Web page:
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The Daily Wildcat

The Daily Wildcat

 

    Local industry keeps Tucson film community alive

    Tucson has a long history of film beginning with the inception of the motion picture in the 1920s. Its proximity to the industry in Los Angeles and varying looks made for an ideal setting for filmmakers.

    The city’s popularity spiked after 1939, when a sprawling set for the movie “Arizona” was built in Tucson. Old Tucson Studios began as a replica of 1860s Tucson, and additional sets were built to accommodate more filming ventures, gaining attention in the ’50s with increase in popularity of the Western film. It remains a tourist attraction and filming location to this day.

    “It became the place to go if you were filming a Clint Eastwood Western or a John Wayne Western, Paul Newman, even up until the last couple decades when ‘Tombstone’ was filmed here,” said Tucson Film Office director Shelli Hall.

    Hall works with the Tucson Film Office to attract filmmakers to Tucson, which she explained has become more difficult over the past five years after the 2010 expiration of Arizona’s Motion Picture Production Tax Incentive Program.

    Incentive programs are a draw for large movie productions that now choose to film in states like New Mexico for the tax breaks, Hall explained.

    “An incentive program is an investment by the state,” she said. “You have to invest in the program, and that’s what New Mexico has been doing, and Louisiana and several other states in the country.”

    Despite financial straits, the Tucson community has continued to embrace and foster a local industry for film through festivals, independent theatres and stores, and offerings through the UA School of Theatre, Film and Television.

    For the first time, eight local and well-loved film festivals will be curating their favorite works into one large festival this year. The inaugural Tucson Festival of Films will take place Oct. 8-10 at the Temple of Music and Art and will feature one to two films from each festival.

    “It’s an opportunity for audience members to come to one venue and have a taste of all these film festivals over the course of one extended weekend,” said Kerryn Negus, co-producer of the Tucson Festival of Films.

    Negus said she thinks students will especially enjoy a horror-comedy film that will be screened in conjunction with the Tucson Terrorfest called “I Survived a Zombie Holocaust.” The movie’s screening will take place Saturday, Oct. 10, on the same night as the annual Zombie Walk downtown. The festival’s full lineup of films will be released in August.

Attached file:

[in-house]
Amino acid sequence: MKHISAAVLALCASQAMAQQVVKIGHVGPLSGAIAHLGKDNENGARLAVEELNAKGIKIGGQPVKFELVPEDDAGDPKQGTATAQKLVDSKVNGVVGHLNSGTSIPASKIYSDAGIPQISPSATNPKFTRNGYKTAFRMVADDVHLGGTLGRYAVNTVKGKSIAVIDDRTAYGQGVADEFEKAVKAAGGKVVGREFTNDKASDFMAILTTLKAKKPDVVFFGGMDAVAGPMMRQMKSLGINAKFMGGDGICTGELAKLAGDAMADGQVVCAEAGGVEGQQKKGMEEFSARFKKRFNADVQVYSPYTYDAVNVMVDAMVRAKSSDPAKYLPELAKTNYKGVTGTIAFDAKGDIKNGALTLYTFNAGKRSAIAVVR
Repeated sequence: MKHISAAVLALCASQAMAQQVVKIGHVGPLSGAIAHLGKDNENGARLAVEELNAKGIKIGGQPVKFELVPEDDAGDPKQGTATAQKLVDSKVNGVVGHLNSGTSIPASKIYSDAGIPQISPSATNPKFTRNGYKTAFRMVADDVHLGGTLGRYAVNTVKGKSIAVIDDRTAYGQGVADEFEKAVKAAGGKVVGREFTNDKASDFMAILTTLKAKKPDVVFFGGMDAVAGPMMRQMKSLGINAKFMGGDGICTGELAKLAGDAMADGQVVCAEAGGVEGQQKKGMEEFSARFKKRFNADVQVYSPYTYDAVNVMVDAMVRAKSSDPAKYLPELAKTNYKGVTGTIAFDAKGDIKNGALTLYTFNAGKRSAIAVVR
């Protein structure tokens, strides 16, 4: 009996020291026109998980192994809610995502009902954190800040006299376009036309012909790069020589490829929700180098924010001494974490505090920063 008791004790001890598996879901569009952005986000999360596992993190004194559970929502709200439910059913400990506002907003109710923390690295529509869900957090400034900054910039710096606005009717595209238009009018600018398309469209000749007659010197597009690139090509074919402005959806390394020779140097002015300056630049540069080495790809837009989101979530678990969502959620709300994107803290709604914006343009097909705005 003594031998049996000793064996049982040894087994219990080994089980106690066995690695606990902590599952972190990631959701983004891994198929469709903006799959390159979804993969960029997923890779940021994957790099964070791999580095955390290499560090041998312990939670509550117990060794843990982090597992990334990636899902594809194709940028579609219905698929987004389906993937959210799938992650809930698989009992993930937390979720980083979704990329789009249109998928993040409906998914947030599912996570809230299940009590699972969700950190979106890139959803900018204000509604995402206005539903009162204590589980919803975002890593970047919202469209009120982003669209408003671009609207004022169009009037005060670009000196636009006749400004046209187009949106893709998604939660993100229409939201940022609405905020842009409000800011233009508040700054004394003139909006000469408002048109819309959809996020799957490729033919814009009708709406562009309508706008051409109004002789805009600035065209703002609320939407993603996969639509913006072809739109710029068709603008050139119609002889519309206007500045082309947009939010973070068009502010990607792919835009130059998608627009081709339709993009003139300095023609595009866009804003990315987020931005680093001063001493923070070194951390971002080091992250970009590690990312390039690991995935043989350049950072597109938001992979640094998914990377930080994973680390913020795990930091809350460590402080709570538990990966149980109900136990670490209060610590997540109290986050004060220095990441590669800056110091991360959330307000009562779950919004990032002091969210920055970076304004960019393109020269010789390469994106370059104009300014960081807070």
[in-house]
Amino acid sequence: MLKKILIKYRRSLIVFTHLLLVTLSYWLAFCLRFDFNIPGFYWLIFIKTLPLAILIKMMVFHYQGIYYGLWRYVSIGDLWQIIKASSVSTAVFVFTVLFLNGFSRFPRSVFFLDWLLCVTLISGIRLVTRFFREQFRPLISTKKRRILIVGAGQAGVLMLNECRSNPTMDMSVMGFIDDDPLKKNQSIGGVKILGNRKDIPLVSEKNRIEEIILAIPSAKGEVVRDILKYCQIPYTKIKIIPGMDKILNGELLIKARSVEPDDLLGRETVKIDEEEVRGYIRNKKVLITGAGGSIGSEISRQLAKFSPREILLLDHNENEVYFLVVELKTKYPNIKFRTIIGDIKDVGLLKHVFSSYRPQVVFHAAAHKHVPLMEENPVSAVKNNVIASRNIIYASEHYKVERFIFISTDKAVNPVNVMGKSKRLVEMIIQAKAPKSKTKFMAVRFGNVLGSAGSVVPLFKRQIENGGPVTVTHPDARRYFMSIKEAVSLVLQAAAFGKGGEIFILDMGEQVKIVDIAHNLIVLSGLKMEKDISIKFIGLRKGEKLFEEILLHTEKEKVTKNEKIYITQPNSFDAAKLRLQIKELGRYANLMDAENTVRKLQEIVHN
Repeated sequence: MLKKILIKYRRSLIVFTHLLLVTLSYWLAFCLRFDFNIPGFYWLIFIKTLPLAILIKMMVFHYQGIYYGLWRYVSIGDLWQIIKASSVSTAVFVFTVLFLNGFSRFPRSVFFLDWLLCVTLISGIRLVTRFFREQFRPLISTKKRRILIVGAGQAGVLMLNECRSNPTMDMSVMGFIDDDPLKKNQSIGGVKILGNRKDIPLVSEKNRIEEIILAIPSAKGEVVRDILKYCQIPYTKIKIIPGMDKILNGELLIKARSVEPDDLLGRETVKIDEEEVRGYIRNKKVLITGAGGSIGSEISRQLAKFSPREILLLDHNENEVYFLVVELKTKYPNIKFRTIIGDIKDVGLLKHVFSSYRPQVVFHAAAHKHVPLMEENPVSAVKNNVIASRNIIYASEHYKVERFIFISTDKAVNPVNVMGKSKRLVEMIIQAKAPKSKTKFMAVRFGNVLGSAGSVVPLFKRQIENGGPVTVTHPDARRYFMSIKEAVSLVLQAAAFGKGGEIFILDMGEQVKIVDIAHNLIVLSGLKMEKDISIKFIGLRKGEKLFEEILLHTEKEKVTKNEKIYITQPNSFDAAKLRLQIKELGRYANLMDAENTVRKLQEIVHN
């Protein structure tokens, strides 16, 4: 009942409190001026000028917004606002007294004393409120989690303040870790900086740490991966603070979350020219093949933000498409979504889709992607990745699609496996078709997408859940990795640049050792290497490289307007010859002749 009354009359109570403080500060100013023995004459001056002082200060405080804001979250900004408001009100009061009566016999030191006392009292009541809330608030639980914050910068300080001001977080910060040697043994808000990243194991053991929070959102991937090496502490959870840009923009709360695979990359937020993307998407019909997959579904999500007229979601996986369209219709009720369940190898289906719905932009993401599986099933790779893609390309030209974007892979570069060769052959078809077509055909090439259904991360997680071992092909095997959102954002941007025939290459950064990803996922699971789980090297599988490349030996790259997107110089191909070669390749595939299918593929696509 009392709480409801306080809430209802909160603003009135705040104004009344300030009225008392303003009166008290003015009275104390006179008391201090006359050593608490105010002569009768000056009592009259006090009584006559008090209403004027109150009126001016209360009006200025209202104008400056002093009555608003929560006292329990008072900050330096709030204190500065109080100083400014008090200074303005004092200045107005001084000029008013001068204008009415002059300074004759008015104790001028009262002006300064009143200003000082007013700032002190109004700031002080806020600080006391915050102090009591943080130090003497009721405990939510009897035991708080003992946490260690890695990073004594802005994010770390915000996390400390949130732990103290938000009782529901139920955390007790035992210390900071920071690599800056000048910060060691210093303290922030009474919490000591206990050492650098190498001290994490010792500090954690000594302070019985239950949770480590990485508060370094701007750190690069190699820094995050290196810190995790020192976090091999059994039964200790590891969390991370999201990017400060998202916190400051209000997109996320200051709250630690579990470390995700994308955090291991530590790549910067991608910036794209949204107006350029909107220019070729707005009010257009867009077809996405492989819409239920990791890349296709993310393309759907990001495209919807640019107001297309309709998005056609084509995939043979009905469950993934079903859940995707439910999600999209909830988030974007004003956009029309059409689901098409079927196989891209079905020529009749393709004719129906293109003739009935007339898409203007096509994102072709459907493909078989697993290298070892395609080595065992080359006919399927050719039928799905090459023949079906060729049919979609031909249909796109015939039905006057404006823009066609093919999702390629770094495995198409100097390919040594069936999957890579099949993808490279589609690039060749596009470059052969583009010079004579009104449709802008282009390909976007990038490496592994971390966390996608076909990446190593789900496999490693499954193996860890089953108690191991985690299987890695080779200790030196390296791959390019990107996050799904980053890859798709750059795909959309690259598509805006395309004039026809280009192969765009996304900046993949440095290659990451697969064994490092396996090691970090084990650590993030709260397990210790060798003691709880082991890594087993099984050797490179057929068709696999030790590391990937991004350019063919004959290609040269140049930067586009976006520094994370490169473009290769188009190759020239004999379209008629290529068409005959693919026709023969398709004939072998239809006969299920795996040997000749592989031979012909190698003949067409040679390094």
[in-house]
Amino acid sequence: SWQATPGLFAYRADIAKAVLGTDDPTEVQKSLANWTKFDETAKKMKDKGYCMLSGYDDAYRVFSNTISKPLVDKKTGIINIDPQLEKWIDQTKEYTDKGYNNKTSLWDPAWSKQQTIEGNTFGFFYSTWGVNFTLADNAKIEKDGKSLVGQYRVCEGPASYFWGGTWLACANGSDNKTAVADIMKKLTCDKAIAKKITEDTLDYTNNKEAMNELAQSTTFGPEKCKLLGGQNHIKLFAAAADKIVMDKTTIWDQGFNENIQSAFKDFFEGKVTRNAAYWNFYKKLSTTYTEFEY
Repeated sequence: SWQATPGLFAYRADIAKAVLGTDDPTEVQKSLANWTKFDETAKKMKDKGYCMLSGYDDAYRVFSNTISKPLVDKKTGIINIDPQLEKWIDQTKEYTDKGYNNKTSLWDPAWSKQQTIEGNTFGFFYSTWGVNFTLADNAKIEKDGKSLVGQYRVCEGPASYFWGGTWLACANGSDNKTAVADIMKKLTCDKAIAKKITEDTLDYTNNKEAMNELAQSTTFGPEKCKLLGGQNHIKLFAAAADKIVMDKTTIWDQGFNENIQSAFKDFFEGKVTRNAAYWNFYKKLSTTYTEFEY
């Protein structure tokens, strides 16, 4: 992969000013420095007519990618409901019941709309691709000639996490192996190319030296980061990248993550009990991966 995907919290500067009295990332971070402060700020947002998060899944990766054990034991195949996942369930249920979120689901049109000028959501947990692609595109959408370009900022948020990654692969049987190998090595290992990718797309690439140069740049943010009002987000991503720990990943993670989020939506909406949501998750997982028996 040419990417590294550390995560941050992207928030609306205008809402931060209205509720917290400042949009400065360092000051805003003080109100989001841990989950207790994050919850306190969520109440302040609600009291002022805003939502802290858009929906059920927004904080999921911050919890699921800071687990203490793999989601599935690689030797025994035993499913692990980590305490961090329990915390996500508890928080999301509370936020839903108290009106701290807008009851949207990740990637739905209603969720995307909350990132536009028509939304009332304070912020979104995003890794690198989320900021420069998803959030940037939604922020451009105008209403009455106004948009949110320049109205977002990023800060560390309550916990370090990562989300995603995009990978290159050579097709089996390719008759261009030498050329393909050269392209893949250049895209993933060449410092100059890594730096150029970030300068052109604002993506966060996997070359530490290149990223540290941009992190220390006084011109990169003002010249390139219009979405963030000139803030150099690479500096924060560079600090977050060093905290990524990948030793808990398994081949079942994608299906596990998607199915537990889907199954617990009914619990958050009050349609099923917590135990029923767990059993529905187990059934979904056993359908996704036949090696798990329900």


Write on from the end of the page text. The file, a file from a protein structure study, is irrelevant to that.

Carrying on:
One featured festival, the Tucson Film and Music Festival, began in 2005 with a screening of the film “High and Dry,” a documentary about the Tucson music scene by Michael Toubassi. From there, the Tucson Film and Music Festival grew to include films from many different categories and musical acts.

    According to Toubassi, the festival’s director, the festival is returning to its roots this year by once again focusing on music-related documentaries. He added that it is a great opportunity to see and interact with other film lovers and professionals while viewing brand-new cinema.

    “We have amazing programming,” Toubassi said. “You get to see independent cinema before it’s online … and see it on the big screen.”

    The festival takes place at different local screening locations including Cinema La Placita, the Loft Cinema, The Tucson J, The Screening Room and The Rialto Theatre.

    Among the various independent film venues in Tucson is Casa Video, an independent movie-rental store that opened in the ’80s with the big video boom. The store offers over 60,000 titles according to Gala Schwab. She co-owns the video rental store with her brother, Ray Mellenberndt.

    “You can get a lot of stuff off the internet—a lot of stuff off Netflix and Hulu and all of that—but there are a lot of major titles that they don’t have, ” Schwab said.

    Casa Video also offers free popcorn to customers and local draught, canned and bottled beer. The store also has plans to open a 1000-sqaure-foot bar in the fall.

    Students looking to get their movie fix without leaving campus can take advantage of blockbuster movies screened in the Gallagher Theater in the Student Union Memorial Center. Screenings take place Thursdays at 5 p.m. and 8 p.m., and Sundays at 2 p.m. and 5 p.m. Check out the posters outside Gallagher Theater or visit its website to see which movies are playing.

    Interested in learning more about Tucson’s history with film? The School of Theatre, Film and Television offers free viewings of movies filmed in Tucson during this year’s Widescreen Wednesdays. Viewings will begin October 7 at 7 p.m.with “Winchester ’73” in the Center for Creative Photography. A UA professor will introduce each film, and a student from the bachelor of fine arts program will present one of their films after the main feature.

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